Excerpt: ...I drive myself upon their sharp and piercing conflicts as a bird is blown uselessly again and again by some too strong a wind upon the spikes of the thorn. I hear the angry talk of our farmers and merchants, I listen to the fiery orations of our statesmen and the warning sermons of our divines. (Think of a human creature calling ...
Excerpt: ...I drive myself upon their sharp and piercing conflicts as a bird is blown uselessly again and again by some too strong a wind upon the spikes of the thorn. I hear the angry talk of our farmers and merchants, I listen to the fiery orations of our statesmen and the warning sermons of our divines. (Think of a human creature calling himself a divine.) The troubled ebb and flow of events in Kentucky, the larger movements of unrest throughout the great republic-these have replaced for me the old communings with nature that were full of music and of peace. Evening after evening now I turn my conversations with Georgiana as gayly as I can upon some topic of the time. She is not always pleased with what I style my researches into civilized society. One evening in particular our talk was long and serious, beginning in shallows and then steering for deep waters. "Well, Georgiana," I had said, "Miss Delia Webster has suddenly returned to her home in Vermont." "And who is Miss Delia Webster?" she had inquired, with unmistakable acidity. "Miss Delia Webster is the lady who was sentenced to the State penitentiary for abducting our silly old servants into Ohio. But the jury of Kentucky noblemen who returned the verdict-being married men, and long used to forgiving a woman anything-petitioned the governor to pardon Miss Delia on the ground that she belongs to the sex that can do no wrong-and be punished for it. Whereupon the governor, seasoned to the like large experience, pardoned the lady. Whereupon Miss Webster, having passed a few weeks in the penitentiary, left, as I stated, for her home in Vermont, followed by her father, who does not, however, seem to have been able to overtake her." "If she'd been a man, now," suggested Georgiana. "If she'd been a man she would have shared the fortunes of her principal, the Reverend Mr. Fairbanks, who has not returned to his home in Ohio, and will not-for fifteen years." "Do you think it an agreeable subject of...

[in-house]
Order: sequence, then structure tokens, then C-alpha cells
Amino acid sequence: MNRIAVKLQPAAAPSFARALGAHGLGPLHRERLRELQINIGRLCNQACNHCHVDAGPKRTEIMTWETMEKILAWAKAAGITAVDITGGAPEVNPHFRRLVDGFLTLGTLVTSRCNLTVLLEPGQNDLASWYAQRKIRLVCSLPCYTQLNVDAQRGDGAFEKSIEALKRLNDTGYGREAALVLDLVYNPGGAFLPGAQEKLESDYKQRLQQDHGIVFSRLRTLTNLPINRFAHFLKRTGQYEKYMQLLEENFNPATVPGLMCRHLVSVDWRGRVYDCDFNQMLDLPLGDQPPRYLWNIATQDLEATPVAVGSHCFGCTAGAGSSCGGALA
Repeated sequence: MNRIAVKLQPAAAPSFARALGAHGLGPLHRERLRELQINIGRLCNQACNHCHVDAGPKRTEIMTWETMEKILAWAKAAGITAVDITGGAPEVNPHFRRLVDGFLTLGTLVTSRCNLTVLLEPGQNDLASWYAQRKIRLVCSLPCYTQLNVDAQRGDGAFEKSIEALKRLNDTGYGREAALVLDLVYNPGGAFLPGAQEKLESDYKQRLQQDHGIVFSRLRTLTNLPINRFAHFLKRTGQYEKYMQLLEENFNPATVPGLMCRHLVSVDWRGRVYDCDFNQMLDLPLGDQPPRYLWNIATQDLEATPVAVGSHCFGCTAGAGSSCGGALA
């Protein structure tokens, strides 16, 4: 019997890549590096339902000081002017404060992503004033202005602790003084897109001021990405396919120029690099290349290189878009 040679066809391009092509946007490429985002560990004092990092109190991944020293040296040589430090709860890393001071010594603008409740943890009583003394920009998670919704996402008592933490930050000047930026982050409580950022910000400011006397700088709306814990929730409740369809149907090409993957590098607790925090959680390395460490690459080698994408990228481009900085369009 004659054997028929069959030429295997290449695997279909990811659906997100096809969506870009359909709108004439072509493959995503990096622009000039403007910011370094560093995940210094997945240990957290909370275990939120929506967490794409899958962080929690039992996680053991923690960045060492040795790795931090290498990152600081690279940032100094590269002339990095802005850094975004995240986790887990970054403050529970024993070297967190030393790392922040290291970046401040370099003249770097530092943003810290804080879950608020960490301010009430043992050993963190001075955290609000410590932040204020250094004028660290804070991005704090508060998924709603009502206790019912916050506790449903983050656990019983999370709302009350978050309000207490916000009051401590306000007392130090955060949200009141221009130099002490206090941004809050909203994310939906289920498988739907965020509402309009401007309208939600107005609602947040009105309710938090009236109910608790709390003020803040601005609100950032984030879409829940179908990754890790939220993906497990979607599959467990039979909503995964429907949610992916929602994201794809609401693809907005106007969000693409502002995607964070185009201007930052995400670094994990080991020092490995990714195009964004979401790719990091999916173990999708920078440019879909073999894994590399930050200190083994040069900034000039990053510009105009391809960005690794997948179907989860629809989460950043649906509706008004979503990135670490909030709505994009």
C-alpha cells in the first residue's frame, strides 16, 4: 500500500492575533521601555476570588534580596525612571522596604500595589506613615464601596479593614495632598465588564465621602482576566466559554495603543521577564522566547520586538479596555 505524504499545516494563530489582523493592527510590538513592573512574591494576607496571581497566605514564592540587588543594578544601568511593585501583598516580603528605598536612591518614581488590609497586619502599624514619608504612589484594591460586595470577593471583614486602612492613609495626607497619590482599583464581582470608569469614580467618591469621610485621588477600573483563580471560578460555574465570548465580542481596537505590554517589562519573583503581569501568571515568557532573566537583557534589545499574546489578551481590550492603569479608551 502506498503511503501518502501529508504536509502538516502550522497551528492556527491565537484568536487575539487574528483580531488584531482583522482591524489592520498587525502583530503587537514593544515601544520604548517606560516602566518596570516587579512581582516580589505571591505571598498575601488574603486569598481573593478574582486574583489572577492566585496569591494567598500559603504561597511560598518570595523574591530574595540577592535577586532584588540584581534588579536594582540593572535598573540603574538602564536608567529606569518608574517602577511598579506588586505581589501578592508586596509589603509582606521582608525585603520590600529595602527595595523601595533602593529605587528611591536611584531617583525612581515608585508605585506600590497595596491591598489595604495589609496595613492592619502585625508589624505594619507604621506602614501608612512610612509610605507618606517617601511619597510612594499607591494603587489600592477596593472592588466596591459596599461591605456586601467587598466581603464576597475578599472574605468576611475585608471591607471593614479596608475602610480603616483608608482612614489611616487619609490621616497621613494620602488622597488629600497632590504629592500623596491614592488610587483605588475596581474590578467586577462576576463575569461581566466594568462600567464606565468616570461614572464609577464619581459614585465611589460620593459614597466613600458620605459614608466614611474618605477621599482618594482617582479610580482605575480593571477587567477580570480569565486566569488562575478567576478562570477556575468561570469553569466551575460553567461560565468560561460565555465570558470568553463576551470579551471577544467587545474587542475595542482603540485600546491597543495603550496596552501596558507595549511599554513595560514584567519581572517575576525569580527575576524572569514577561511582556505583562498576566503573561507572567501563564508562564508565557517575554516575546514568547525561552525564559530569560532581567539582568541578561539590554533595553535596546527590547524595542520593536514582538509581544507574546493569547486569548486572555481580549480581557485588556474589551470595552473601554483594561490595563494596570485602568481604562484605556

New. This item is printed on demand. Work from "Kentucky's first important novelist" and an attempt to capture the spirit, and dialects, of his native Kentucky in the United States during the Civil War and post Civil War reconstruction era.
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